So rather than wait for that 1 in 4 chance, My kitsune swashbuckler whapped him upside the head for some subdual damage and ran around the corner .

Cue song

"Foooox on the run....."

Followed by benny hill for 4 minutes....but we all got our steps in.

Invisible enemy wizard starts casting dominate person
So my invisible friendly kitsune oracle with 9 tails starts casting dominate person

Kineticist with the will save of a lemming gets dominated
Kineticist with the will save of a lemming gets dominated ... twice

The result is an opposed charisma check :)

Grand Lodge

Pathfinder Adventure, Rulebook Subscriber; Pathfinder Battles Case Subscriber

Party fighter and barbarian both fail their saves against Confusion. My gnome druid in stoneplate and shield decides they're better off attacking him than each other and Frost Falls the both of them. Cue many rounds of total defense and praying the barbarian doesn't get a crit.

Grand Lodge

I once had players kill my character because I was possessed and in the position I was in, I would have killed at least one other player, if not two (6 attacks per round with 30 str and dragon style/ferocity does a lot of damage). It was far cheaper to pool together a raise dead for one character than two or three.


I got to see a PC get knocked out of a window by another PC, and it was a good thing to do - in fact, it was a paladin knocking the succubus controlled raging barbarian out of the window before she (the barbarian) killed someone.

Silver Crusade

Pathfinder Companion, Starfinder Adventure Path, Starfinder Roleplaying Game, Starfinder Society Subscriber; Pathfinder Roleplaying Game Superscriber

The party was sent to retrieve, I think it was a Beholder, with a magical containment thing. It was asleep so half the group was sneaking up on it when the Bard? decided to cast Deeper Darkness to help (somehow).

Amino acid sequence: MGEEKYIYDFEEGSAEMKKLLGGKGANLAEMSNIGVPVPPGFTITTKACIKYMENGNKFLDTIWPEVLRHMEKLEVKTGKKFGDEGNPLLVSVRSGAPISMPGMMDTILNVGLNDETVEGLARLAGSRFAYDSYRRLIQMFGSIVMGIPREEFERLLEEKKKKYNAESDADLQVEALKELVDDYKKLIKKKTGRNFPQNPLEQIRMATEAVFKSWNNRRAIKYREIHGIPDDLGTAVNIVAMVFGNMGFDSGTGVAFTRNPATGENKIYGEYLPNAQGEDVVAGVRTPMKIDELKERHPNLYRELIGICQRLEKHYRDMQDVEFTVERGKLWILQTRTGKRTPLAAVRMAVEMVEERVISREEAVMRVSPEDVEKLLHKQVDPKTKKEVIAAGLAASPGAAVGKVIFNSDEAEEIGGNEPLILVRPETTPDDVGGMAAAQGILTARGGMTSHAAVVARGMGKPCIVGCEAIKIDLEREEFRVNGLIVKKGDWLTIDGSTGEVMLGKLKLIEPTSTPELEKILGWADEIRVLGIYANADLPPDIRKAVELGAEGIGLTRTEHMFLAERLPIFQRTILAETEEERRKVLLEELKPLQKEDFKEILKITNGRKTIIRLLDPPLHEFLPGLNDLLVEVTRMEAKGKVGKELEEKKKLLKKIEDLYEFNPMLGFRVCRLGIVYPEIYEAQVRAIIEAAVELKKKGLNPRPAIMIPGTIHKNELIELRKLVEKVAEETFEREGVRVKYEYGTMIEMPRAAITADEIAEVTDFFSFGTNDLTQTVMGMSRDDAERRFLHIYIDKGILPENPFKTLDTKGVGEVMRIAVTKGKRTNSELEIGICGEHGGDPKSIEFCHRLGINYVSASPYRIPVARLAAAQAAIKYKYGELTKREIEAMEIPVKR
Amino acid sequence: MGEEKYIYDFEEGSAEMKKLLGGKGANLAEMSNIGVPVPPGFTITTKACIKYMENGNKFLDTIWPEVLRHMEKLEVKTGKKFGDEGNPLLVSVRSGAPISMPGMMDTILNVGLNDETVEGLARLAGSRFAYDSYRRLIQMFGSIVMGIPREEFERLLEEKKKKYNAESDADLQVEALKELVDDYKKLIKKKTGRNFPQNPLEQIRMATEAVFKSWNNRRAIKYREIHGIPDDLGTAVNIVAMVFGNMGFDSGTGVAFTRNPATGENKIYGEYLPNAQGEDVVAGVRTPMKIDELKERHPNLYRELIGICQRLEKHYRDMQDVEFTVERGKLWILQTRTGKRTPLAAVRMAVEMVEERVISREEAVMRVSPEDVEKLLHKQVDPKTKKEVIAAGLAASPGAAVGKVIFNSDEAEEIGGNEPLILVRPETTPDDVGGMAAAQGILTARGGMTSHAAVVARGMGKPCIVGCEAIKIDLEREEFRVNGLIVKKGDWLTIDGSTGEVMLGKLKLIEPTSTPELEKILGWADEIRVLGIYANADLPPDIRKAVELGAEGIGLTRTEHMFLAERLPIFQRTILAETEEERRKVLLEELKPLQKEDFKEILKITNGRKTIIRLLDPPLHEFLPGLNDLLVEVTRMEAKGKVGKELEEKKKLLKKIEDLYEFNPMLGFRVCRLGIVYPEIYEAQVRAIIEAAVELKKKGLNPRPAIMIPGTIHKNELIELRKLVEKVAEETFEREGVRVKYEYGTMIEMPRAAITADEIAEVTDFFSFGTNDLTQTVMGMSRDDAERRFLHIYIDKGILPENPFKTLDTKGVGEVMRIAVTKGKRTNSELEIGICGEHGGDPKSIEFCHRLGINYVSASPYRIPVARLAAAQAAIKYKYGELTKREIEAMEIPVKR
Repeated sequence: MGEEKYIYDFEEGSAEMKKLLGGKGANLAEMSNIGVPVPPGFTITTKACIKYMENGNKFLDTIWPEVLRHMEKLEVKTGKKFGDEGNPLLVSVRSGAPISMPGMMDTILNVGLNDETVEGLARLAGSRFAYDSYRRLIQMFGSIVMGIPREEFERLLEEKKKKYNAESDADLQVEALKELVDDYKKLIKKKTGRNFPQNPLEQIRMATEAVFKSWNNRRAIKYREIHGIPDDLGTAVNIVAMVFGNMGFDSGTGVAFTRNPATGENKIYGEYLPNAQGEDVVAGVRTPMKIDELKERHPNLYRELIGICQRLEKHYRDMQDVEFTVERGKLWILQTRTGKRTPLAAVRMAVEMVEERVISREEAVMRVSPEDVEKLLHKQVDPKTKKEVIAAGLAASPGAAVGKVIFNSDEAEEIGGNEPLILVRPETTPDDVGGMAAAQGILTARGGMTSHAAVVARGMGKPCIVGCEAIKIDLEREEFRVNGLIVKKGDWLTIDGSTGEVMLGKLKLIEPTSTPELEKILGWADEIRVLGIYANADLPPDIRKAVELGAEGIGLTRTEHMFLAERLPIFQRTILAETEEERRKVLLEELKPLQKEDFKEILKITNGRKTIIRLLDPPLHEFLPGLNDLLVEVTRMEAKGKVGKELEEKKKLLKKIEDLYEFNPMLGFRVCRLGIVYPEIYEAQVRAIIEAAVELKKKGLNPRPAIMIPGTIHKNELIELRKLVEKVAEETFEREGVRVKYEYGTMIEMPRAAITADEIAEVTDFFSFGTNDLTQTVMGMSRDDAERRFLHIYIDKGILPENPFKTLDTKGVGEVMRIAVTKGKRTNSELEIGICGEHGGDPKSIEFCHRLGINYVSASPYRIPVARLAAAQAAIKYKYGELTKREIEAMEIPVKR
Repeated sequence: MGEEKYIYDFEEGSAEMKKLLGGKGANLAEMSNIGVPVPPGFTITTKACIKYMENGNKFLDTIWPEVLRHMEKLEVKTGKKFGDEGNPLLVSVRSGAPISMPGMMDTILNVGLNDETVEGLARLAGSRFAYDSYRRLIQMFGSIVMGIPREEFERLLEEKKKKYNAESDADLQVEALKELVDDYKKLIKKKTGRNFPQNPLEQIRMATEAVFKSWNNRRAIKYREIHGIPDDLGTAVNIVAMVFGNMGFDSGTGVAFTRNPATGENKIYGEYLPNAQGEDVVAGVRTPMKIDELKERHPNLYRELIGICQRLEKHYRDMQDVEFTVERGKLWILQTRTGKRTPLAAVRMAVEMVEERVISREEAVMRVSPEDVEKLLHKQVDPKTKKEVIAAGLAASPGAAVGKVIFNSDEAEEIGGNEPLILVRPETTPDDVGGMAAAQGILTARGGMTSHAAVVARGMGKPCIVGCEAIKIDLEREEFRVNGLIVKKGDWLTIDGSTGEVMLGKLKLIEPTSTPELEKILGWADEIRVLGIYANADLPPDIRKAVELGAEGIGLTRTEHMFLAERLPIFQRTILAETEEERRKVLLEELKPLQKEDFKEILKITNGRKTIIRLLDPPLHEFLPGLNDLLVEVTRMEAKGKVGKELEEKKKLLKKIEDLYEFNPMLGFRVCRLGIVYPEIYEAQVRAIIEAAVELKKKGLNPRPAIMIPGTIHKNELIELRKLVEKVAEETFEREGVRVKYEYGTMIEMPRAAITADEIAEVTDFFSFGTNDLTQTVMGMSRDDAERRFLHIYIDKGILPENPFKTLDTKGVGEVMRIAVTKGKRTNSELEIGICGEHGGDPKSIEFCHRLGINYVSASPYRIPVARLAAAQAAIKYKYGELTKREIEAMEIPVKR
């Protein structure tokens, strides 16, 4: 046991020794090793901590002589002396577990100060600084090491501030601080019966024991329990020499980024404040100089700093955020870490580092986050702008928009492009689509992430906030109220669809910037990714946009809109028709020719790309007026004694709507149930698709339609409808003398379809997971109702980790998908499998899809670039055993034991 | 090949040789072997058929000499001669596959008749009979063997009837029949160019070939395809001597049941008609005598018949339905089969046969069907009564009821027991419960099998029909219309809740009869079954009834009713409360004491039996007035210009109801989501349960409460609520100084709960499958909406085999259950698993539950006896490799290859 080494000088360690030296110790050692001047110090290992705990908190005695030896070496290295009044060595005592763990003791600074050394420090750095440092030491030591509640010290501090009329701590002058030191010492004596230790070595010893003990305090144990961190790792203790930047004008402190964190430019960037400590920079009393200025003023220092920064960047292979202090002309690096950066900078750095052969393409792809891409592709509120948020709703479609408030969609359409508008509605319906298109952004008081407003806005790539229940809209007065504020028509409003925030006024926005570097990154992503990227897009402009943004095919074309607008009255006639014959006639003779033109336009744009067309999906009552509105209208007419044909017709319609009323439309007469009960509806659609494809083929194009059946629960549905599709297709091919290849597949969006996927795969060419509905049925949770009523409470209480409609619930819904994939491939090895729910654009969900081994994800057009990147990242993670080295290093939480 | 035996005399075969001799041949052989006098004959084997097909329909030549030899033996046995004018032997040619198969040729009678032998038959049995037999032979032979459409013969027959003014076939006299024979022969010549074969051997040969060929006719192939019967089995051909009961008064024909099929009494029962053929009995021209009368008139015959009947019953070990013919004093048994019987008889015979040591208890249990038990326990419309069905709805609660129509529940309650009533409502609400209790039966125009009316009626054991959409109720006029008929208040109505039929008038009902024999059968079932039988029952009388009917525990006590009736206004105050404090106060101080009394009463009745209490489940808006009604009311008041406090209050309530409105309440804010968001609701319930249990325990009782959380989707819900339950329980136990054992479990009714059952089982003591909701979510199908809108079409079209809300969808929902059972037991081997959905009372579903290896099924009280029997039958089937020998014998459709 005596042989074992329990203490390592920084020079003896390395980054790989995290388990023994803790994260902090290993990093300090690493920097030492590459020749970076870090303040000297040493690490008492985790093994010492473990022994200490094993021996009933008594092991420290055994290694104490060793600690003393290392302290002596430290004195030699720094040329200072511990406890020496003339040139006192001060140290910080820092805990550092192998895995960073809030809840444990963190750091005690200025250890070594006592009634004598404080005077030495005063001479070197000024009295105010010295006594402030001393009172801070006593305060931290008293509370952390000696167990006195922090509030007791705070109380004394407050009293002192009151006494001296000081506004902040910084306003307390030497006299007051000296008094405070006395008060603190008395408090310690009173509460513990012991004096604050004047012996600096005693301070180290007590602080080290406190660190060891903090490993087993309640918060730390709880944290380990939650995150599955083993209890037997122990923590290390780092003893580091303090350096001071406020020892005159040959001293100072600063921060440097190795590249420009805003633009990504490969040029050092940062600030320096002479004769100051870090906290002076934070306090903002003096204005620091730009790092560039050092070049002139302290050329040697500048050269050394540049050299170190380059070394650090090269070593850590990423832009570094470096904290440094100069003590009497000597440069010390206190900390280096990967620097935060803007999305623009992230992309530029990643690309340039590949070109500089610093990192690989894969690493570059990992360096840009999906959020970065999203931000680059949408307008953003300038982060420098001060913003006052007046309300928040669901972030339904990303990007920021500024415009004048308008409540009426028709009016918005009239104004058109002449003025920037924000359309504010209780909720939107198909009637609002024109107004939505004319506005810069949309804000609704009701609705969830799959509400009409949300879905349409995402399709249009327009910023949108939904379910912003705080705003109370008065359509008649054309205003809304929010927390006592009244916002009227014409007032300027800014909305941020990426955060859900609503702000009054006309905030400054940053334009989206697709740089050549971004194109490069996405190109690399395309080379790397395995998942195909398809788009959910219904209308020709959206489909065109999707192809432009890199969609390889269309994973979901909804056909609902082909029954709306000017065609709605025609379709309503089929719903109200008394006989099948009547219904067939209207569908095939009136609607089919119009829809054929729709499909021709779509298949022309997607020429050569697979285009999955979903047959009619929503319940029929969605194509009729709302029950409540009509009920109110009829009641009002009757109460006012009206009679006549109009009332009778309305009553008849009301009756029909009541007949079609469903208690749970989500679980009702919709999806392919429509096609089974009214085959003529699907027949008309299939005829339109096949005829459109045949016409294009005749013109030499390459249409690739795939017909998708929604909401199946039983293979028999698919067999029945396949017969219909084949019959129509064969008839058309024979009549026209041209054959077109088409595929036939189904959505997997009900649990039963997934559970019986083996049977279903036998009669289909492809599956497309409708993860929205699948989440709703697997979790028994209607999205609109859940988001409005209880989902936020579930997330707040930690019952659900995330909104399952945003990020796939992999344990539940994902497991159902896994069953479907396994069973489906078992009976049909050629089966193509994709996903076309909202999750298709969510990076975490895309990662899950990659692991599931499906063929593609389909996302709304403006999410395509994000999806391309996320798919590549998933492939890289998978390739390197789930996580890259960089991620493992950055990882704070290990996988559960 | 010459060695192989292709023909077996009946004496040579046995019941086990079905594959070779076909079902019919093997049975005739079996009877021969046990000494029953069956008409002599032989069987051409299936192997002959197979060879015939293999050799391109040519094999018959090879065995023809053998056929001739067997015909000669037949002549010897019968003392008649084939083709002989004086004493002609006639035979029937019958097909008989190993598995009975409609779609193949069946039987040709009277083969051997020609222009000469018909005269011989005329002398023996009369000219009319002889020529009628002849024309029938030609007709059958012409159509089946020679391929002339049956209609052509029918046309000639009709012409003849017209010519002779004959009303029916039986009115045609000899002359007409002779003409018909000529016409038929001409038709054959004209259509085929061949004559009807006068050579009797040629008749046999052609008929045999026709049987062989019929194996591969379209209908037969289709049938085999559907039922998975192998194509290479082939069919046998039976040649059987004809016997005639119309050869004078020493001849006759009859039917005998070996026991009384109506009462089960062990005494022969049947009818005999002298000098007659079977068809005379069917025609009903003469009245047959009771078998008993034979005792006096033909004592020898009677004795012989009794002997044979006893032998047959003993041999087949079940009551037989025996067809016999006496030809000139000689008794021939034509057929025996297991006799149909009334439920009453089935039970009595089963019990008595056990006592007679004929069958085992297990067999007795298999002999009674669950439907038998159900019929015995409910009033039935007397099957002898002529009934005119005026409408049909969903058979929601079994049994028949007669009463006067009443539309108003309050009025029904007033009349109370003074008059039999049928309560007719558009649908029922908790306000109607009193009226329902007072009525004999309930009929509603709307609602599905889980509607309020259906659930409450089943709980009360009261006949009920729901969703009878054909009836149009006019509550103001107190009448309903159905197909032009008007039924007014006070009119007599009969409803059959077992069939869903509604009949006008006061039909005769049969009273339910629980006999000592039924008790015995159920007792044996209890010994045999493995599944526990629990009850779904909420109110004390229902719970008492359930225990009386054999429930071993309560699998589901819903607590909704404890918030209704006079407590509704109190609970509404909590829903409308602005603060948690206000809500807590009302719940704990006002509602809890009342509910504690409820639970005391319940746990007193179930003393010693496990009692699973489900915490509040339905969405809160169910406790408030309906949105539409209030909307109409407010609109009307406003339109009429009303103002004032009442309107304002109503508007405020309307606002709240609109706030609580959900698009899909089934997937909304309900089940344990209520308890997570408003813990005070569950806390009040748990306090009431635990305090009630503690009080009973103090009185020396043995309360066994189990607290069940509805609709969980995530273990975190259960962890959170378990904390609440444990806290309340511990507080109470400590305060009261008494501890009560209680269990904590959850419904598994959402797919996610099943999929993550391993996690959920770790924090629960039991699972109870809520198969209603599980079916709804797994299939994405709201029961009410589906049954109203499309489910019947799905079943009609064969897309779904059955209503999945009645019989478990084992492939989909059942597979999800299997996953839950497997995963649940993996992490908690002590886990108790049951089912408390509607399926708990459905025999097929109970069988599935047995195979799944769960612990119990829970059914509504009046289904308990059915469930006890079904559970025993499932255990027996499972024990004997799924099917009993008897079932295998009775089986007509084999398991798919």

I took my AoO.

After two more AoOs we successfully captured the still slumbering Beholder.


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I was playing in a 1e game back in the day and my character (and me, for that matter) got tired of another player mouthing off about my character through his (for some reason he didn't like the way I played mine and was being passive-aggressive about it). So my character beat him into unconsciousness and turned him in for the bounty that was on his head. Then I broke him out of jail and told him if I could it once I could do it again. And again. The player was furious and then refused to even acknowledge my character during games. I was fine with that.


Last game a character got possessed. The barbarian full-attacked her for subdual damage.

The rest of the party hit her for lethal damage.


deuxhero wrote:

As mentioned, non-lethal on a PC under some kind of mind control is acceptable. If a character has (Improved) Evasion and a good Reflex save, including them in an AoE might be acceptable, though if they get unlucky with their save neither of you will ever forget it, so check with them first. Technically summons are party members, and they're totally expendable so including one in an AoE might be fine.

Aside from that, there's at least one module/AP I can think of that has a joust as part of a social event, and it's possible for PCs to "fight" each other there.

I've seen one case where a caster dropped an AoE on the entire party. They were fighting a large number of individually weak monsters, it was obvious they were going to be in trouble. The AoE killed all the monsters and even at it's worst couldn't outright kill any of the party.